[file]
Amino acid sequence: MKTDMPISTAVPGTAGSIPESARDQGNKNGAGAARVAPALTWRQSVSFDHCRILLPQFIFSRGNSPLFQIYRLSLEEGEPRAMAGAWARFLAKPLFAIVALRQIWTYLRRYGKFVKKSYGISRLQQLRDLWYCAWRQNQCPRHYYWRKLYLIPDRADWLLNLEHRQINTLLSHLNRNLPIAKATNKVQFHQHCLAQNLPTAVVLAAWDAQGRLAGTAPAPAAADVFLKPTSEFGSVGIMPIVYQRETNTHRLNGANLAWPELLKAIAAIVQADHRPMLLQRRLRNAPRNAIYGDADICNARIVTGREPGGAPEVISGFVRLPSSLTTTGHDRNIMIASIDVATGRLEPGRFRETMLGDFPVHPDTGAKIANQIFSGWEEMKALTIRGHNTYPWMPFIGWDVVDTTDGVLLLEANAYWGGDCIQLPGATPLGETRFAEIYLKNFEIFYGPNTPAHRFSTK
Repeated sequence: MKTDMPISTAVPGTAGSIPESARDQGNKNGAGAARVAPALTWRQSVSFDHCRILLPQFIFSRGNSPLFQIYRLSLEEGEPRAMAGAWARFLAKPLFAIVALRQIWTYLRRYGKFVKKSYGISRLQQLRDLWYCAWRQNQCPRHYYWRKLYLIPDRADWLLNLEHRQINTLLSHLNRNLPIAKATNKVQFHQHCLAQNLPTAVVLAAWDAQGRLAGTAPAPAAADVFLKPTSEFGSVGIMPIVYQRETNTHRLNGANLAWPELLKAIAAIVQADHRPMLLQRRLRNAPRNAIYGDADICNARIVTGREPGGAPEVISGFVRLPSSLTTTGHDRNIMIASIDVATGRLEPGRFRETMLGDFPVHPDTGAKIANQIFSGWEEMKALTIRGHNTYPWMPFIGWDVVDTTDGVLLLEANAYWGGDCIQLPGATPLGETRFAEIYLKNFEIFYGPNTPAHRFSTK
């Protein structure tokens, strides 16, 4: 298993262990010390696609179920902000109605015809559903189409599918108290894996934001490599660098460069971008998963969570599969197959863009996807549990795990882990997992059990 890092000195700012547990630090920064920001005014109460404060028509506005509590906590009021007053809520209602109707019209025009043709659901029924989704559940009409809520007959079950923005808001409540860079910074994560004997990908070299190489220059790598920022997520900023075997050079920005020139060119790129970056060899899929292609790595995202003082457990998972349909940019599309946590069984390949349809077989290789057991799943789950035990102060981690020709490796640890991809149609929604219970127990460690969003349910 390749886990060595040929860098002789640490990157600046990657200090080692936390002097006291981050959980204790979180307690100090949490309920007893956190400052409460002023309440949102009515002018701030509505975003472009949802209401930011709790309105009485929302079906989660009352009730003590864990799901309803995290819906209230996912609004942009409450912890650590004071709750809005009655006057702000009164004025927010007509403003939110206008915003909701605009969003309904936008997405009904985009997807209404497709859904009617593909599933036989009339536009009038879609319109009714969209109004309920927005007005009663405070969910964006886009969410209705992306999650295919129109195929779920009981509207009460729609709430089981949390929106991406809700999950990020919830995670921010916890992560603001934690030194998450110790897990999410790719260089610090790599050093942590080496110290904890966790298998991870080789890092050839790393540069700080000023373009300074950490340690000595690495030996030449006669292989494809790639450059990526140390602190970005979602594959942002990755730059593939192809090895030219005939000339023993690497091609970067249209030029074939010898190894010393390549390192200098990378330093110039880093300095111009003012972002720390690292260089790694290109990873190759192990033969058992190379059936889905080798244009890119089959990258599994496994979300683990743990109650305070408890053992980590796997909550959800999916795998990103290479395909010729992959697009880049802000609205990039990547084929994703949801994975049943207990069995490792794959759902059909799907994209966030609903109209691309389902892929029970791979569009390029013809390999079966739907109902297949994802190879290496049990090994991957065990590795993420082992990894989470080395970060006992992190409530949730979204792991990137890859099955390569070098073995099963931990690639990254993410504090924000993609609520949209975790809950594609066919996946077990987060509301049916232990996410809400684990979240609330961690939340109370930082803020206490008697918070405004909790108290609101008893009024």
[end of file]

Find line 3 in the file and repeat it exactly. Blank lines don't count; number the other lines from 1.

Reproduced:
């Protein structure tokens, strides 16, 4: 298993262990010390696609179920902000109605015809559903189409599918108290894996934001490599660098460069971008998963969570599969197959863009996807549990795990882990997992059990 890092000195700012547990630090920064920001005014109460404060028509506005509590906590009021007053809520209602109707019209025009043709659901029924989704559940009409809520007959079950923005808001409540860079910074994560004997990908070299190489220059790598920022997520900023075997050079920005020139060119790129970056060899899929292609790595995202003082457990998972349909940019599309946590069984390949349809077989290789057991799943789950035990102060981690020709490796640890991809149609929604219970127990460690969003349910 390749886990060595040929860098002789640490990157600046990657200090080692936390002097006291981050959980204790979180307690100090949490309920007893956190400052409460002023309440949102009515002018701030509505975003472009949802209401930011709790309105009485929302079906989660009352009730003590864990799901309803995290819906209230996912609004942009409450912890650590004071709750809005009655006057702000009164004025927010007509403003939110206008915003909701605009969003309904936008997405009904985009997807209404497709859904009617593909599933036989009339536009009038879609319109009714969209109004309920927005007005009663405070969910964006886009969410209705992306999650295919129109195929779920009981509207009460729609709430089981949390929106991406809700999950990020919830995670921010916890992560603001934690030194998450110790897990999410790719260089610090790599050093942590080496110290904890966790298998991870080789890092050839790393540069700080000023373009300074950490340690000595690495030996030449006669292989494809790639450059990526140390602190970005979602594959942002990755730059593939192809090895030219005939000339023993690497091609970067249209030029074939010898190894010393390549390192200098990378330093110039880093300095111009003012972002720390690292260089790694290109990873190759192990033969058992190379059936889905080798244009890119089959990258599994496994979300683990743990109650305070408890053992980590796997909550959800999916795998990103290479395909010729992959697009880049802000609205990039990547084929994703949801994975049943207990069995490792794959759902059909799907994209966030609903109209691309389902892929029970791979569009390029013809390999079966739907109902297949994802190879290496049990090994991957065990590795993420082992990894989470080395970060006992992190409530949730979204792991990137890859099955390569070098073995099963931990690639990254993410504090924000993609609520949209975790809950594609066919996946077990987060509301049916232990996410809400684990979240609330961690939340109370930082803020206490008697918070405004909790108290609101008893009024």